Rumor: A Formula 1 Racing Team Could Take on Pikes Peak

We have heard whispers of an F1 team entering at Pikes Peak and some idea of the possible contenders.

In The Drive's interview with Travis Pastrana on Thursday, in advance of the 96th Pikes Peak International Hill Climb, Pastrana revealed that he's heard rumors of a possible Formula 1 entry in the race's future.

"There's talk now of an F1 team coming out here," Pastrana told The Drive. "I've heard, I'm not saying who, or from what, it's not me for sure."

Pastrana confirmed that the rumor does not concern either of the Formula 1 teams operated by his former sponsor, Red Bull, which includes Red Bull Racing and Scuderia Toro Rosso-Honda. His connections within the motorsport world lends credence to the rumor he reports, as does his caginess about his source.

The Pikes Peak International Hill Climb is held annually on the eponymous mountain, which was fully paved in 2012 after a lawsuit by an environmental group; It is not the dirt road it once was. Volkswagen rewrote the course record at this year's race, deploying Romain Dumas and its 680 horsepower I.D. R electric prototype to storm the mountain in 7:57.148. The company's Pikes Peak program is in part a marketing move to call attention to the brand, and associate Volkswagen's name with electric vehicles in lieu of the polluting diesel vehicles that kicked off a string of diesel emissions scandals which would involve several international automakers.

Marketing value is key to identifying which Formula 1 teams could potentially gain from a Pikes Peak race entry. With both Red Bull-operated teams counted out, eight remain: Ferrari, Mercedes, McLaren, Renault, Williams, Alfa Romeo Sauber, Force India, and Haas.

Limited value gleaned from a Pikes Peak campaign by sponsors or owners and budgetary challenges immediately paint Williams and Force India as unlikely candidates. Renault has the budget, but does not sell cars in the United States. Ferrari and Mercedes both have the budget, but their marketing itch is for now scratched by their battle for the lead of the 2018 constructors' championship.

Haas might have the budget, and being based in North Carolina, they can almost consider Pikes Peak a local race, given the global scale on which they operate. Team owner Gene Haas' goal with his team is equal parts running a Formula 1 operation in his name and promoting his CNC machinery manufacturer internationally—Pikes Peak is his domestic market, one in which his company already has a solid presence.

McLaren has the budget, is expanding its North American racing enterprise to Indycar, and could use some positive press for once, but the value of a Pikes Peak win to McLaren (which still lacks a title sponsor) is questionable, as the Formula 1 team and road car manufacturer are separate entities under the McLaren Technology Group. The entry in the 2018 race by Flying Lizard with its McLaren 12C GT3 cannot be interpreted as a Formula 1-linked endeavor.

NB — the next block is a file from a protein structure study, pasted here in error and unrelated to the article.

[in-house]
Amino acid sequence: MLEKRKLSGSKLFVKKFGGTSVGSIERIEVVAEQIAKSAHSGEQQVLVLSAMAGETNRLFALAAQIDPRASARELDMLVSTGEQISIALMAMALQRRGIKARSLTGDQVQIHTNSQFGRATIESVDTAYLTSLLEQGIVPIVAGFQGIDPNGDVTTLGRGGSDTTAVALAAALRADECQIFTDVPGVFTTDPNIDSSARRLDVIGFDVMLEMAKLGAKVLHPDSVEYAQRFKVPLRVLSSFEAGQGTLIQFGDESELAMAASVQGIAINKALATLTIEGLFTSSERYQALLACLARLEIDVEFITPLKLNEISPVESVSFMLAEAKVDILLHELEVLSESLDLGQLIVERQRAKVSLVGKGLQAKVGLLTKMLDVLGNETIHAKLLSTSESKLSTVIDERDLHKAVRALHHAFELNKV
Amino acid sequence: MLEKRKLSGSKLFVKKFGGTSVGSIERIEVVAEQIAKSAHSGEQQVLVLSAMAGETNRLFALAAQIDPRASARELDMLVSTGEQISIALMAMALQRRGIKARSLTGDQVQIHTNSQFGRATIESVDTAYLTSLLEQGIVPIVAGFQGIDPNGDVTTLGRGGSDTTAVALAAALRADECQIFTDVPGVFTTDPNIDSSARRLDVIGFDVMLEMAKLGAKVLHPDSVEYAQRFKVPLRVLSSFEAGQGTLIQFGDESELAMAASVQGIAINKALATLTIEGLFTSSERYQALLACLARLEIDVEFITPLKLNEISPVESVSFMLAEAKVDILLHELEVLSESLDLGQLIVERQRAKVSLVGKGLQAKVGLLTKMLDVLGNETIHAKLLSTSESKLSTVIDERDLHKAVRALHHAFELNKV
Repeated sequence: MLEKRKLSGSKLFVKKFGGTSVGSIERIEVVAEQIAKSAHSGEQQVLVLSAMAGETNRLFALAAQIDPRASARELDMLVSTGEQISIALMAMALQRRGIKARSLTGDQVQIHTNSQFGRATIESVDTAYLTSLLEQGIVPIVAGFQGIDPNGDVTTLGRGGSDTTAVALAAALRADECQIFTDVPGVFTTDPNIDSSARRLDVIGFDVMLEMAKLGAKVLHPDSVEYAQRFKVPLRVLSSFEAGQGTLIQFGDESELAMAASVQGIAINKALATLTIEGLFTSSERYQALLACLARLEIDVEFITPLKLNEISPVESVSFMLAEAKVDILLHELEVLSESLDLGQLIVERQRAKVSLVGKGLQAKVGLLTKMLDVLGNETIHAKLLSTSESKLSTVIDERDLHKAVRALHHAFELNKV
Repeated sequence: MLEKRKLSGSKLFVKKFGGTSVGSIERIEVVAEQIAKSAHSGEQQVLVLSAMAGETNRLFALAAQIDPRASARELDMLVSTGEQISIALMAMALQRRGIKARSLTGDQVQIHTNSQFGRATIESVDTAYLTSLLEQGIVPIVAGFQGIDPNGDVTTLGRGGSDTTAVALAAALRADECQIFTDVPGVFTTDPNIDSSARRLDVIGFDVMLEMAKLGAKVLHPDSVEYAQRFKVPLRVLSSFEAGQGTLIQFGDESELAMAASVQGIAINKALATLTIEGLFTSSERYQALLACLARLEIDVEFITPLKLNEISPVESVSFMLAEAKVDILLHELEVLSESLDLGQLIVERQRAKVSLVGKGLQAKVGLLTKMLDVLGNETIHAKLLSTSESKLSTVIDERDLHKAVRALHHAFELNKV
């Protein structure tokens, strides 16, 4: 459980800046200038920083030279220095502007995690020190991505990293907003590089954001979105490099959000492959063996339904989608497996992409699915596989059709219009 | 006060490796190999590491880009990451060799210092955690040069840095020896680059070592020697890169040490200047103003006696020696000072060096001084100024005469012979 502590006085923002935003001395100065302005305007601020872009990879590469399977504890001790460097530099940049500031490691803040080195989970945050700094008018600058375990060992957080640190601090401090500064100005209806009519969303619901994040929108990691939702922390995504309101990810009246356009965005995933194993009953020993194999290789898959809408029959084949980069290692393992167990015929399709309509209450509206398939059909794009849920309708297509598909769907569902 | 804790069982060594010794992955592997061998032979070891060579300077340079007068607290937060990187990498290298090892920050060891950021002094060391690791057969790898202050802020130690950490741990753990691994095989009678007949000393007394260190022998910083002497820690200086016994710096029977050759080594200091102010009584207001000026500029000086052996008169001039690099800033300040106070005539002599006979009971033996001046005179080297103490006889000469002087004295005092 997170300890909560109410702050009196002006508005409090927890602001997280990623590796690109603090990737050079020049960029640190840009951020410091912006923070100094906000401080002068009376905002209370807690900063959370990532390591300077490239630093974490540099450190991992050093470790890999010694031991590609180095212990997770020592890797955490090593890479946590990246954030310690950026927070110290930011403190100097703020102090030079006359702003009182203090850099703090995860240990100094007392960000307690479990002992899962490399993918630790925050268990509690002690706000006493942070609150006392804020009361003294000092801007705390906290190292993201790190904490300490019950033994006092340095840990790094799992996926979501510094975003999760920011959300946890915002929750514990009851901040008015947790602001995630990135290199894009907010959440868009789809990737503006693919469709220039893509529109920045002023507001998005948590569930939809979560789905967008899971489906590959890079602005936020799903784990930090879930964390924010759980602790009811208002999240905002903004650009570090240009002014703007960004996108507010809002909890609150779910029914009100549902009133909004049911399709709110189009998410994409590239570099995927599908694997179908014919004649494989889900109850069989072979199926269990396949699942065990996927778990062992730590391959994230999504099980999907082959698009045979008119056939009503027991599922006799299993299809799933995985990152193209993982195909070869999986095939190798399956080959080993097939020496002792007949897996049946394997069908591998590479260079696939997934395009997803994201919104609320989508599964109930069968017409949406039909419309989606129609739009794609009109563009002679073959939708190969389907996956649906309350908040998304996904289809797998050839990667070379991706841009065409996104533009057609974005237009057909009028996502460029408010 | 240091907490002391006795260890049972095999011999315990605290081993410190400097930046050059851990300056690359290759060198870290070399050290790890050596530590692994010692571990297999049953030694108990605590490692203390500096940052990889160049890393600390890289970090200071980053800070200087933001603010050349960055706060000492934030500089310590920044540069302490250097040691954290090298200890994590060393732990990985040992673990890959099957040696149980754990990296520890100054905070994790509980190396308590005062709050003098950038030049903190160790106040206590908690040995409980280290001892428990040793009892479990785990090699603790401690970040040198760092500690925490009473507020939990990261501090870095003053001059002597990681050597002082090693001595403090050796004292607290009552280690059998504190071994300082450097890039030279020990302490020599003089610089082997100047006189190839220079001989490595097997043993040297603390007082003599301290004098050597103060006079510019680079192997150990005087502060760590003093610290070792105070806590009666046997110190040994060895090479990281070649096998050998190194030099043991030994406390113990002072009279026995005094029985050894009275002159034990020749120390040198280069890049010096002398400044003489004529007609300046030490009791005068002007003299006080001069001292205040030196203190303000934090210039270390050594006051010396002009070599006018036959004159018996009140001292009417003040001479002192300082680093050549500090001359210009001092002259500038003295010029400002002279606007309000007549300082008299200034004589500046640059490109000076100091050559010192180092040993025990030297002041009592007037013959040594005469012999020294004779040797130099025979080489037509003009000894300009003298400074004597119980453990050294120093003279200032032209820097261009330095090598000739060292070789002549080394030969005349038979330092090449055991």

The budget to enter Pikes Peak and the value in doing so is present for Alfa Romeo Sauber. Alfa Romeo reentered the U.S. market in 2014 after a 19-year absence, and may wish to promote itself through motorsport—the company is "thinking about" an Indycar return. Showing up to Pikes Peak with a Formula 1 car would be newsworthy on its own, and would leverage the Alfa Romeo brand in the Americas, regardless of race performance.

Its Formula 1 partner Sauber is not the wealthiest team, but the cost of operating a comparatively low-cost race like Pikes Peak would be chump change compared to a Grand Prix, and Alfa could front the investment to add a race to the team's schedule.

One of the biggest obstacles to a Formula 1 team entering Pikes Peak is the busy Grand Prix calendar in the late spring—this year's race coincided with the French Grand Prix. Any Pikes Peak involvement would demand a free weekend, and with the sport's commercial rights holder wanting more Grands Prix per season, a free June weekend looks unlikely.

The Drive reached each team for comment on interest in entering Pikes Peak. McLaren confirmed no intent to compete at the hill climb, Sauber could not be reached for comment, and Alfa Romeo has already issued a statement regarding entry into Pikes Peak.

"At this time, Alfa Romeo is not exploring involvement in the Pikes Peak International Hill Climb either on our own or in partnership with any race teams," stated a company spokesperson to The Drive. Mercedes issued a similar statement.